Your midwife will also determine whether you need stitches to repair any tears of your vaginal region.  If you don’t have anesthesia, you’ll receive an injection of local anesthetic in the area to be stitched.

By now your focus has likely shifted to your baby. You might be oblivious to what’s going on around you, relax, try breast-feeding your baby and enjoy your new precious bundle. 

The NCT have written a list of essential items to pack in your hospital bag.  Why not check it out here.   What to pack?

If you would like details regarding a maternity photoshoot then please follow the link below, alternatively you can contact me via the contact me form.

 

Back to blog home >

Slice of Life Photography

Specialising in Baby Photoshoots, Wedding Photography and creating stunning Fairy Photography.

The purpose built garden photography studio near Spalding, Lincolnshire is easily accessible from Peterborough, Stamford, Bourne, Boston, and Kings Lynn

Address

Whaplode
Spalding
Lincolnshire
United Kingdom

Telephone

07545 778016
Pregnancy 3rd trimester

Pregnancy 3rd trimester

Pregnancy 3rd trimester  

Welcome to a series of posts that will take you through the journey of pregnancy.  We will explore the changes your body will make during each trimester and how your baby is developing and growing.  If you are here I guess it is likely that your pregnancy journey has started and you want to be prepared for what lies ahead.  I hope that these features will go some way to preparing you for the next 9 months.

The final stage of pregnacy, the pregnancy 3rd trimester starts around 28 weeks and lasts until baby is delivered around 40 weeks.   30% of mother’s labours go over 40 weeks, and doctors will look to induce labour around 42 weeks if it has not began naturally.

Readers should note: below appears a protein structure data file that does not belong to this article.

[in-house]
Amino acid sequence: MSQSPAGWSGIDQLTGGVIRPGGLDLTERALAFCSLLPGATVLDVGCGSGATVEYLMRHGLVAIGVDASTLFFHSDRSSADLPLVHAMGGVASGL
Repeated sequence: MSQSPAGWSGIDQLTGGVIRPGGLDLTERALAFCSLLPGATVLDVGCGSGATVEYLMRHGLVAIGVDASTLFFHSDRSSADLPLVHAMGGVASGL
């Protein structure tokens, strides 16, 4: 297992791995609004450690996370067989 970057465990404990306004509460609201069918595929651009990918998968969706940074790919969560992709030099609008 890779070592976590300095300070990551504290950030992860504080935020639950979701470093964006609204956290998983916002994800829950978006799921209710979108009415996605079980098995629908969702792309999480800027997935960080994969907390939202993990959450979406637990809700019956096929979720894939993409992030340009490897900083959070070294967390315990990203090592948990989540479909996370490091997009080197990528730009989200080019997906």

What happens to you during the pregnancy 3rd trimester

 

As your round ligaments (which support your lower abdomen) stretch to accommodate your growing bump, you may feel cramps or sharp pain. There’s not much you can do other than take it easy.

You’ll feel more tired this trimester because of the demands  that pregnancy is putting on your body. Eat well, little and often and stay active if you can.

In the last few weeks of pregnancy, your uterus will push your stomach and its contents upward, causing persistent Heartburn.

You will begin to experience Brazton Hicks contractions.  Your body’s way of preparing for labor, you’ll start to feel these irregular practice contractions now until real labor starts.

As the pregnancy hormone relaxin loosens your joints and your growing belly pulls your center of gravity forward, you may start to have an achy back, try to put your feet up when you can.

Thanks to pregnancy hormones, your dreams may be more vivid than ever as you near your due date.

Your hormones are on overdrive, your belly is throwing you off balance and you’re more forgetful than ever.

Your body’s warming up to feed your baby and you may begin to expeience leaky breasts.

 

Baby’s development during the 3rd trimester